HAMILTON, Ohio (FOX19) — In a letter to President Donald Trump, a sheriff in southwest Ohio is calling for changes at the top of the FBI and to shift some powers to the U.S. Marshals Service.
“It is time to consider reallocating some responsibilities to the Marshals thereby balancing the investigative power of the FBI and pulling back the curtain of the all-powerful Wizard,” Butler County Sheriff Richard Jones wrote Tuesday.
He’s also calling for FBI Director Christopher Wray to step down.
“The Sheriff does not want to be misinterpreted or give the impression that he thinks the men and women employed by the FBI are not hard-working, ethical, law enforcement personnel,” reads a news release from Jones’ office.
“The Sheriff feels the leaders of these good men and women have lost their way, and he is concerned with their ability to evaluate conflicting information in an unbiased manner and questions their basic competency.”
Jones copied his letter to Sen. Ted Cruz, R-Texas, and two Republican congressmen from Ohio, Jim Jordan and Warren Davidson.
Last week, the FBI announced it’s taking steps to improve the accuracy and completeness of its wiretap applications for national security investigations and to provide better training for agents.
The changes were described in a 30-page filing with the secretive Foreign Intelligence Surveillance Court.
They came one month after the chief judge of that court ordered the FBI to say how it would fix problems identified in a harshly critical Justice Department inspector general report on the bureau’s investigation into ties between the Trump campaign and Russia.
Here is the sheriff’s letter in its entirety:
“It is with great concern that over the past four years I have watched the uncovering of biasness, missteps and questionable behavior made by members of the Federal Bureau of Investigation
"Be it intentionally or otherwise, numerous renditions of this ever-changing saga have surfaced, and most recently Director Wray admits that he “deeply regrets” FISA court errors in the Trump-Russia probe. Let me remind you, we are not talking about any old investigation into criminal wrongdoing. This is spying on American citizens, specifically, a campaign manager of a candidate for presidency of the United States of America.
"I believe it is time to rethink the role of the FBI. When speaking of Directors, they usually refer to their “law enforcement career”. However, historically, FBI Directors have worked for the United States Attorney’s Office prosecuting federal crimes, not investigating them. I do not think my local prosecutors refer to their vocation as a “law enforcement career”. Maybe we should consider someone who has spent a significant portion of his or her career on the investigative side of the bureau.
The FBI originated from a force of Special Agents created in 1908 by then Attorney General Charles Bonaparte. It is well documented that FBI Director J. Edgar Hoover was responsible for creating the dynasty that is now the FBI, and this is not the first time the FBI has been accused of meddling in presidential affairs. The offices of the United States Marshals was created by the first Congress in the Judicial Act of 1789. It is time to consider reallocating some responsibilities to the Marshals thereby balancing the investigative power of the FBI and pulling back the curtain of the all-powerful Wizard.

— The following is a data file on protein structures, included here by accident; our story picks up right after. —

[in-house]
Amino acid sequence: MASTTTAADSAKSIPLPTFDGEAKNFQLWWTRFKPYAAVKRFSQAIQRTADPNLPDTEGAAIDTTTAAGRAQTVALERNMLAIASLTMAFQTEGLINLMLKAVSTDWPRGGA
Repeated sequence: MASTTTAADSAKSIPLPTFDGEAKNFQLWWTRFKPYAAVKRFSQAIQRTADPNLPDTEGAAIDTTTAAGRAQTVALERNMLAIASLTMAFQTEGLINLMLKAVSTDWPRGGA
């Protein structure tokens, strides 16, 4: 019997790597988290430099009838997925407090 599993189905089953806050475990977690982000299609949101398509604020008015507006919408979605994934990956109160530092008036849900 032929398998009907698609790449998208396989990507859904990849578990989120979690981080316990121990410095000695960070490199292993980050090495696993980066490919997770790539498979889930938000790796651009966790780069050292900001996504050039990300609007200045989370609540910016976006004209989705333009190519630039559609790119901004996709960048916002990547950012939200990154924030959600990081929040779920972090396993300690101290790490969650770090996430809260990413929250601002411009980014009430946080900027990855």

“Do not get me wrong, I think the vast majority of the men and women employed by the FBI are hard-working, ethical servants of law enforcement. However, as evidenced over the past four years, their leaders have lost their way.”
FOX19 NOW sought comment Tuesday from both the national office of the FBI in Washington and here in Cincinnati. Representatives for both declined.
Questions about FBI conduct have been made locally, too, not just nationally.
Late last year, a Cincinnati FBI agent was accused in federal court records of violating the constitutional rights of a Cincinnati police officer, setting off a chain of events that cost the officer his job.
A spokesman for the Cincinnati office of the FBI and a spokeswoman for the national FBI office in Washington both have said the FBI does not comment on pending litigation.
Jones is a cigar-smoking Trump supporter who is chairing the president’s re-election campaign in Butler County and warmed up the crowd in a rousing speech at a 2016 rally in West Chester just before the then-presidential candidate took the stage.
More recently, Jones tweeted pictures of himself wearing his trademark Stetson at a Christmas reception inside the White House.
This is not the first time Jones, a 43-year law enforcement veteran who has a saddle and framed pictures of John Wayne in his office, has drawn headlines for unorthodox moves.
He has written letters to Trump before, about school safety and immigration. He was the first Midwest sheriff, in fact, to raise the issue of illegal immigration more than 17 years ago.
Last year, Jones wrote a letter to former Presidents Barack Obama and George W. Bush calling for them to go on a bipartisan national tour in an attempt to unite the country and its political leaders for an end to a partial government shutdown.
He made national headlines in 2018 by offering free concealed handgun training classes to teachers and other school staff members after school shootings in Florida and Texas. The response was overwhelming.
Earlier this month, the sheriff offered the same free training to churches in the wake of a church shooting in Texas.